Sleep is intimately linked to how we think and behave, because it is during our sleeping hours that our brain consolidates our memory, rests, repairs and restores our cognitive capacity. During sleep, our emotional levers are re-set which allow us to think clearly and maintain strong emotional control when we are awake. When we don’t get enough sleep, we don’t think clearly or rationally, we have trouble concentrating and recalling information, and this applies to our relationships as well. When your brain does not properly reset emotional levers, you may over react to events, feel angry, grumpy, unhappy, unmotivated, impatient, bored and emotional, which can take a significant toll on your relationship. Additionally, interest in sex declines significantly and, in the case of sleep apnoea, many men may experience a level of impotency. Philips Sleep Expert, Dr Carmel Harrington shares the signs that may show if you’re suffering from a sleep disorder.
image via pinterest
What are the signs that you are suffering from a serious sleep disorder?
Someone suffering with a sleep disorder may still be getting 8 or 9 hours sleep but still wake up feeling like they haven’t had any sleep at all. Sufferers of sleep disorders can exhibit signs of chronic sleep deprivation which in the short term can make them more susceptible to cold or flu infections. Lack of sleep also impacts our productivity and ability to perform as it impairs our capacity to think and learn. Additionally, numerous mental health issues have been associated with sleep deprivation, including a fivefold increased risk of depression.
What are the long-term impacts of sleep apnoea if it is untreated?
Sleep apnoea occurs when the upper airway transiently closes over during sleep which prevents air from reaching the lungs. For the airway to re-open, the person needs to wake up even though they will not remember this the following morning (usually it is only for a brief second or two). Because this can happen hundreds of times every night, it causes significant sleep disruption and therefore causes the same health issues that lack of sleep causes (as already detailed above). In the long term, this can increase their chances of developing cardiovascular disease, metabolic dysfunction (like type 2 diabetes), dementia and certain hormonal cancers. New Philips research shows that over one third (33%) of respondents admit to having a partner that demonstrates or has demonstrated symptoms of sleep apnoea, yet almost half (49%) did not recommend they get tested for the condition.*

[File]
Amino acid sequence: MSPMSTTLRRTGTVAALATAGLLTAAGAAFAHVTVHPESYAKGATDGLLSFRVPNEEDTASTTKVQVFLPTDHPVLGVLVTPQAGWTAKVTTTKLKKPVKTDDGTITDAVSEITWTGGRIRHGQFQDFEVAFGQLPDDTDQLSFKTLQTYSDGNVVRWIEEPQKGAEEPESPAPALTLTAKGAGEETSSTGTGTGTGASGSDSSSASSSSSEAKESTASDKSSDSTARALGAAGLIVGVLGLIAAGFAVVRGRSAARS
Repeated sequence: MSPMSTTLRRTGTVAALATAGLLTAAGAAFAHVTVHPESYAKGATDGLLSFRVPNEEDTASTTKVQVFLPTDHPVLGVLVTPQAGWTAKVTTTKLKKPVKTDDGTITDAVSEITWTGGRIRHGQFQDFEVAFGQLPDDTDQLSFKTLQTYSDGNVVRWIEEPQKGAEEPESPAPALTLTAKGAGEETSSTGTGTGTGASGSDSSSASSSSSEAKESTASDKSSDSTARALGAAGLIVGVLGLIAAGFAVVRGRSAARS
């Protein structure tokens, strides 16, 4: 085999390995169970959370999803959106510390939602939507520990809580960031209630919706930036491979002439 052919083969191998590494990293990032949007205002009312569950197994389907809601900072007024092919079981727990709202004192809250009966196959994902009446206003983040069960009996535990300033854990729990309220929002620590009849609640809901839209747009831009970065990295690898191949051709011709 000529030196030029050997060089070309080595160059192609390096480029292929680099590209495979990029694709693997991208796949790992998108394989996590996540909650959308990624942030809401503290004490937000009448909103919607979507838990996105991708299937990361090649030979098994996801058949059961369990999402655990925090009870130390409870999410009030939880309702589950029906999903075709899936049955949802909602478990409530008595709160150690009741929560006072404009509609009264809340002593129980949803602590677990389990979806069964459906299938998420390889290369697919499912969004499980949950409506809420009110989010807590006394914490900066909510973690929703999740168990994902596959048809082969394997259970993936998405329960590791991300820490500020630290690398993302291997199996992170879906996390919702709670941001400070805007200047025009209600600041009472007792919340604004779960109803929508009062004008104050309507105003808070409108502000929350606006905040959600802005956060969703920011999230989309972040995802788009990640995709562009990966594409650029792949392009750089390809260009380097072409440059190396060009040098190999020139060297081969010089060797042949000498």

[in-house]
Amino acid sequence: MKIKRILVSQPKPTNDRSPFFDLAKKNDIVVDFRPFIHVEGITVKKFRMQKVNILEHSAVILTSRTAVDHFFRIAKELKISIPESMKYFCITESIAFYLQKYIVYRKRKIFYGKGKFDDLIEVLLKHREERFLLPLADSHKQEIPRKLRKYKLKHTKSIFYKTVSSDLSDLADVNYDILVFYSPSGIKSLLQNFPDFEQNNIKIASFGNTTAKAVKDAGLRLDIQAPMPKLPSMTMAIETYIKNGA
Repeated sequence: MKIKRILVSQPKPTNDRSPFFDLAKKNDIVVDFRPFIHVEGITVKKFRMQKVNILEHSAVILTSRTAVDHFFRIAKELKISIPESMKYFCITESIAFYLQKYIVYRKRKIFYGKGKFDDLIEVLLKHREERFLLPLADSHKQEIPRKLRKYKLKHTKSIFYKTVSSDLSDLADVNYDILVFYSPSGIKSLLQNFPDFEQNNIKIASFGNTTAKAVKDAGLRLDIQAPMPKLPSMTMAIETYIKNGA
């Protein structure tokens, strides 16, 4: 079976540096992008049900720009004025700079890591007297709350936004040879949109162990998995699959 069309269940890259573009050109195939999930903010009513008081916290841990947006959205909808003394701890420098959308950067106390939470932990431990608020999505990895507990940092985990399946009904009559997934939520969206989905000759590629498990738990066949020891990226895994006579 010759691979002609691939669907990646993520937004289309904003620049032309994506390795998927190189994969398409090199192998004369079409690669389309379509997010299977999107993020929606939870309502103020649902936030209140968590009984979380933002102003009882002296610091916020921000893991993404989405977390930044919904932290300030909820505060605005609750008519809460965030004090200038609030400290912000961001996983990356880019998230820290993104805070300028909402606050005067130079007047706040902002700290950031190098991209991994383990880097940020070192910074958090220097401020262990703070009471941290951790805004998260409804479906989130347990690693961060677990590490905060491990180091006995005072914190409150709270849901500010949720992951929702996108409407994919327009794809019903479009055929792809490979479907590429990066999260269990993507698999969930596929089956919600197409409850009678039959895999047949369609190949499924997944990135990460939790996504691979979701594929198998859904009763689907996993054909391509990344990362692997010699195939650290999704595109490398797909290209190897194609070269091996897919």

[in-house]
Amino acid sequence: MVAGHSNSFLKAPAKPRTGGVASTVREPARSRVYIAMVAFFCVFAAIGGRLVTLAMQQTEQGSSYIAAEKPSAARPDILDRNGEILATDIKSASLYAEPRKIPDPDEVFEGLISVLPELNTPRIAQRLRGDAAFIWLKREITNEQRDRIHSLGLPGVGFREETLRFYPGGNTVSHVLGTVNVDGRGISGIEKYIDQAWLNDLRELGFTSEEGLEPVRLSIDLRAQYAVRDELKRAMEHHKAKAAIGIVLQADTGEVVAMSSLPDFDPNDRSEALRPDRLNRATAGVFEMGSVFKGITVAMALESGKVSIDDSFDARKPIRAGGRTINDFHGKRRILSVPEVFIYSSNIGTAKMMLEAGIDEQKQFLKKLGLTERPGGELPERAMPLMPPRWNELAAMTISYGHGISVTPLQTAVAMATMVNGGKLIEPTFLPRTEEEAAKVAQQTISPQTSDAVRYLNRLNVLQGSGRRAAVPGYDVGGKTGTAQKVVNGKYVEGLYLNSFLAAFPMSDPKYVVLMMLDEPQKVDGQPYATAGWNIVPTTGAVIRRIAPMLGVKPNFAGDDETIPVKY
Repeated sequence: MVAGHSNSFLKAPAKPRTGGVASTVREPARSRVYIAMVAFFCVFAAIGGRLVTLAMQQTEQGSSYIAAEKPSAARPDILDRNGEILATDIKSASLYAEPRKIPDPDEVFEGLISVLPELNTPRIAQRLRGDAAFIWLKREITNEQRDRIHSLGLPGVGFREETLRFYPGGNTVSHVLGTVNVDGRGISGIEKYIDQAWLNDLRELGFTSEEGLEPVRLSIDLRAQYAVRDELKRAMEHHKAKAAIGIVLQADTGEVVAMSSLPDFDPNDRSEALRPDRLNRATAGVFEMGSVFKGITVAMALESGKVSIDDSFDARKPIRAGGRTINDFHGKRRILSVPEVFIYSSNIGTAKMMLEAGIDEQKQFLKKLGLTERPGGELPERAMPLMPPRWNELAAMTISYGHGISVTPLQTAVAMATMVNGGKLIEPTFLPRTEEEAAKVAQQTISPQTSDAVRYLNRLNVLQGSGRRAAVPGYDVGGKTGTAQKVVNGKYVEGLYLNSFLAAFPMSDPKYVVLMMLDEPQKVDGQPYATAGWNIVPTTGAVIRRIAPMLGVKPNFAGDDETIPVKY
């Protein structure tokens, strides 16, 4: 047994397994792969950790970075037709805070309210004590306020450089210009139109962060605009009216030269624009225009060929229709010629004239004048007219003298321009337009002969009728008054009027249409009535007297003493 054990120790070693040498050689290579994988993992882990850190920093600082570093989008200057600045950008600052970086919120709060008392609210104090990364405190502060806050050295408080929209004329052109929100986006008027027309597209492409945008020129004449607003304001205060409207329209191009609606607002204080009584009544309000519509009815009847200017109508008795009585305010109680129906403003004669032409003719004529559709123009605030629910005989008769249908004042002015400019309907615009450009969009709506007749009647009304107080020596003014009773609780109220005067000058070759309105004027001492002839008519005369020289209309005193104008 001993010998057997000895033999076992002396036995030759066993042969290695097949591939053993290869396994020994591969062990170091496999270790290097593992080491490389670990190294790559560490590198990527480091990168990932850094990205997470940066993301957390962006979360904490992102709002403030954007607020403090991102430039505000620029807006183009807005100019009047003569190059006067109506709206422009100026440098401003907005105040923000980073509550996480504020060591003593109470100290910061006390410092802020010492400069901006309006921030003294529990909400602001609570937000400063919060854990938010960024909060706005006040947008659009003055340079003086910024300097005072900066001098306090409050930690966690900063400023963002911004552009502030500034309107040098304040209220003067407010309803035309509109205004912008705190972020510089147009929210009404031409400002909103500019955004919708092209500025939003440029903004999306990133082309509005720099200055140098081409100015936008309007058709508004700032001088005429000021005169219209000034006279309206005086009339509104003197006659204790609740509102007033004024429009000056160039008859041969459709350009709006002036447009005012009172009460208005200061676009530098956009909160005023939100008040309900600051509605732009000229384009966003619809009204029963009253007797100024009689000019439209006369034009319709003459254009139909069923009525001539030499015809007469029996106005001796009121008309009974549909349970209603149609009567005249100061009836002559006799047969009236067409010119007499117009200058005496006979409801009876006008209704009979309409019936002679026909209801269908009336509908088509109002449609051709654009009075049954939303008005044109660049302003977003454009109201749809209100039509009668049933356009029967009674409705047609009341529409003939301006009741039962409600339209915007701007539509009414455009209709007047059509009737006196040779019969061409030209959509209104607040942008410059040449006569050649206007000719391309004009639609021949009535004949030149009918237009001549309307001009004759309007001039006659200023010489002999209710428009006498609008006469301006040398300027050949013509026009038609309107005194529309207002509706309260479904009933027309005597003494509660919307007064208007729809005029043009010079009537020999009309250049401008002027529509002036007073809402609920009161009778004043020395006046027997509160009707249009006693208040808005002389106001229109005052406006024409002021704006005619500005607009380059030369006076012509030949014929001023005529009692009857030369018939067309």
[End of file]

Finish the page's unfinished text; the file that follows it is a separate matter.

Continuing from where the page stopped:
What are the first steps you can take if you are worried that yourself or your partner are suffering from sleep apnoea?
If you are worried as to whether you or your partner may have sleep apnoea is to find out if you are at high risk and need to seek professional help. It is also a good idea to record your sleep and how you feel when waking up in the morning. This often reveals snoring and interruptions in breathing, which you should speak to your doctor about, and if they agree can organise an overnight sleep study for you. This will confirm whether you do have sleep apnoea and an effective treatment will be initiated. If you have other symptoms of sleep apnoea it is always worth speaking with your doctor to rule out any other sleep disorder.
Catch our daily and monthly horoscopes here.